Intersecting Minds: Education, Business and Technology at the North Carolina State Jenkins Graduate School of Management

Taking Control of My Education | October 26, 2009

A lot of my friends back at home have been asking me how classes are going out here, and how it compares to education back in the States. I’ve already talked about the specifics of the Danish system (100% finals, non-compulsory lectures, etc.). But I wanted to expand a little bit on how that system is affecting my study habits and interests here in Denmark vis-a-vis my experiences at NC State.

In all honesty, I spent the first several weeks here not really doing a whole lot. My finals were far in the future, the classes were kind of all over the place, and there wasn’t any real structure to follow. I wasn’t really doing a great job of adjusting to my new environment, and as a result, I began feeling really unsatisfied with my academic experience here. Where was the structure? Where were the assignments? At the end of the day, I just wasn’t really sure how much I was learning, and that became increasingly frustrating to me.

After going through a period 0f self-reflection and talking to friends and family back home, I realized I needed to adjust my approach. In the United States, I was going to learn whether I wanted to or not. The courses demanded it. Here, I needed to take much more control over my educational experience. If I didn’t want to learn, I wasn’t going to learn (and my grades would almost certainly suffer as a result). So over the last several days and weeks, I’ve begun to refocus myself.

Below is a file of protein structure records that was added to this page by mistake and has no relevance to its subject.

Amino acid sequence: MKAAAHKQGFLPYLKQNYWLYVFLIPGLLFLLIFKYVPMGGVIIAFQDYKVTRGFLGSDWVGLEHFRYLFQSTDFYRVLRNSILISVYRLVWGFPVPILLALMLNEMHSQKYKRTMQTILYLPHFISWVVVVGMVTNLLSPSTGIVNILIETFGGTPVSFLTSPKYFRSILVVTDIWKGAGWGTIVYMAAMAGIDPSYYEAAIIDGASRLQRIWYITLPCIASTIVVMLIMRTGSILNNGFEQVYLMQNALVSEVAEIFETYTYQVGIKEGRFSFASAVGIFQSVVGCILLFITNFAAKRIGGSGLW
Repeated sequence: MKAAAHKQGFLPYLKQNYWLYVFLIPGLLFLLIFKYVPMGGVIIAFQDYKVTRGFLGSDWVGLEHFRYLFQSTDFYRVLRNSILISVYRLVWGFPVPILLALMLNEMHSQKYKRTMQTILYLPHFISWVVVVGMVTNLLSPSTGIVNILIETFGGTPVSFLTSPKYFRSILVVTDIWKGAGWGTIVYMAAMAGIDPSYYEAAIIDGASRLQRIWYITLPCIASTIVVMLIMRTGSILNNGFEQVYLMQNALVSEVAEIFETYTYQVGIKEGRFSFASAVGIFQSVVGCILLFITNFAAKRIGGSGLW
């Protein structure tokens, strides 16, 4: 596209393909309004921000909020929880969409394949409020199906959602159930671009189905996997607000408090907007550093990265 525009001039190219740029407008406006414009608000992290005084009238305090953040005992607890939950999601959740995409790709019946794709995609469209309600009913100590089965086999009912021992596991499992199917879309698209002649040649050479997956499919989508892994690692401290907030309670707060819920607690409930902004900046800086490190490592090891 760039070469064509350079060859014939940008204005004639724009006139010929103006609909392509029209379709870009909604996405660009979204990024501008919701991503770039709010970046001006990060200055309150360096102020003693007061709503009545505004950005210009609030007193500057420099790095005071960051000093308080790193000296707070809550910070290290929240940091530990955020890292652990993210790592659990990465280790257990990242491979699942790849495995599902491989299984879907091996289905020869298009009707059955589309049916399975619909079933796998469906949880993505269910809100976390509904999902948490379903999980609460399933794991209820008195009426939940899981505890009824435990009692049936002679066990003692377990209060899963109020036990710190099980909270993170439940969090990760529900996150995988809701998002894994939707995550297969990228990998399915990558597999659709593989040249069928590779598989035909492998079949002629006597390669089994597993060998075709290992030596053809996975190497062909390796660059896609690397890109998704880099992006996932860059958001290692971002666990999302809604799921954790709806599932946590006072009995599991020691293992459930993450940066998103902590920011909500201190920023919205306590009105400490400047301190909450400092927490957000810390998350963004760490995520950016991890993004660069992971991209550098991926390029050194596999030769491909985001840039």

Now, I set aside time each day to go to the library and teach myself the material I find interesting. Instead of relying on teachers and syllabuses to tell me what to study each day, I set my own schedule and pick the topics that are grabbing my interest. For example, there’s a reason I chose finance as a supplementary concentration to supply chain. Oddly enough, I like finance. And now I set aside several hours each day to pore over valuation problems, options analysis, and risk management techniques.

The same is true for my other courses here. I’ve spent less time studying for my Logistics class, but that’s because a lot of that material has been covered in other courses and experiences I’ve had in the States. Rather than bog myself down in reviewing material I already know, I’m trying to learn new material that will add to my skill set.

Unsurprisingly, this process has been very rewarding for me. I wake up and I find that I’m excited to head off to school because I know I’ll be learning what I want to learn, and writing about topics that truly interest me. It has taken some time to find my academic groove here, but now that I have, I’m not sure if I would trade it for the more structured American approach. Much like everything else here, it’s a cultural trade-off, and one that I’m learning to appreciate as we move closer to our final exams.

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